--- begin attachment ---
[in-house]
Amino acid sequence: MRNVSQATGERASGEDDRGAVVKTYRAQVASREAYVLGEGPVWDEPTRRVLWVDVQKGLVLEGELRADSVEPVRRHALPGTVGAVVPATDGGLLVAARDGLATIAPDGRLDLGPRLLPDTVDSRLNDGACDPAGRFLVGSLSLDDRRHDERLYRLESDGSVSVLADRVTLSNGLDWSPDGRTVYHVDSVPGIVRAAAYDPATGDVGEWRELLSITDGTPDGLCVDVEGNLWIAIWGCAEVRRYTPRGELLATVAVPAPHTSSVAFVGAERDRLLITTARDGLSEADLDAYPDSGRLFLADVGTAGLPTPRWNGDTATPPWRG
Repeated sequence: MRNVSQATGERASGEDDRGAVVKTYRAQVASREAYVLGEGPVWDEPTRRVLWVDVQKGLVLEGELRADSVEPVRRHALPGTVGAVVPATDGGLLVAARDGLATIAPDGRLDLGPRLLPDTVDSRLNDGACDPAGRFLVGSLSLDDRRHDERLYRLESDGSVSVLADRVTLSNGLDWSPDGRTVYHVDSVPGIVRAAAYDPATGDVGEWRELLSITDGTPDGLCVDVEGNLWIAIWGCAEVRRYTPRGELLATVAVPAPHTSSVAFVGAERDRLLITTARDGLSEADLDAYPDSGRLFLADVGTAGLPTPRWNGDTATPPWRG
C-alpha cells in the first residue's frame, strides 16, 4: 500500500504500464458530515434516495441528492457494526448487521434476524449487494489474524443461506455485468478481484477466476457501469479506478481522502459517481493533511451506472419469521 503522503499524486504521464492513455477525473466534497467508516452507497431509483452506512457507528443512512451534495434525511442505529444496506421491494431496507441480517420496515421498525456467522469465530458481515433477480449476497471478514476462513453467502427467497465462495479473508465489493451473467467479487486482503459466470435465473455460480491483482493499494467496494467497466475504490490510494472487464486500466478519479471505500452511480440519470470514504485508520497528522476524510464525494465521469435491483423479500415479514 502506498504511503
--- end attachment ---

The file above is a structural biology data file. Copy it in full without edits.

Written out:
[in-house]
Amino acid sequence: MRNVSQATGERASGEDDRGAVVKTYRAQVASREAYVLGEGPVWDEPTRRVLWVDVQKGLVLEGELRADSVEPVRRHALPGTVGAVVPATDGGLLVAARDGLATIAPDGRLDLGPRLLPDTVDSRLNDGACDPAGRFLVGSLSLDDRRHDERLYRLESDGSVSVLADRVTLSNGLDWSPDGRTVYHVDSVPGIVRAAAYDPATGDVGEWRELLSITDGTPDGLCVDVEGNLWIAIWGCAEVRRYTPRGELLATVAVPAPHTSSVAFVGAERDRLLITTARDGLSEADLDAYPDSGRLFLADVGTAGLPTPRWNGDTATPPWRG
Repeated sequence: MRNVSQATGERASGEDDRGAVVKTYRAQVASREAYVLGEGPVWDEPTRRVLWVDVQKGLVLEGELRADSVEPVRRHALPGTVGAVVPATDGGLLVAARDGLATIAPDGRLDLGPRLLPDTVDSRLNDGACDPAGRFLVGSLSLDDRRHDERLYRLESDGSVSVLADRVTLSNGLDWSPDGRTVYHVDSVPGIVRAAAYDPATGDVGEWRELLSITDGTPDGLCVDVEGNLWIAIWGCAEVRRYTPRGELLATVAVPAPHTSSVAFVGAERDRLLITTARDGLSEADLDAYPDSGRLFLADVGTAGLPTPRWNGDTATPPWRG
C-alpha cells in the first residue's frame, strides 16, 4: 500500500504500464458530515434516495441528492457494526448487521434476524449487494489474524443461506455485468478481484477466476457501469479506478481522502459517481493533511451506472419469521 503522503499524486504521464492513455477525473466534497467508516452507497431509483452506512457507528443512512451534495434525511442505529444496506421491494431496507441480517420496515421498525456467522469465530458481515433477480449476497471478514476462513453467502427467497465462495479473508465489493451473467467479487486482503459466470435465473455460480491483482493499494467496494467497466475504490490510494472487464486500466478519479471505500452511480440519470470514504485508520497528522476524510464525494465521469435491483423479500415479514 502506498504511503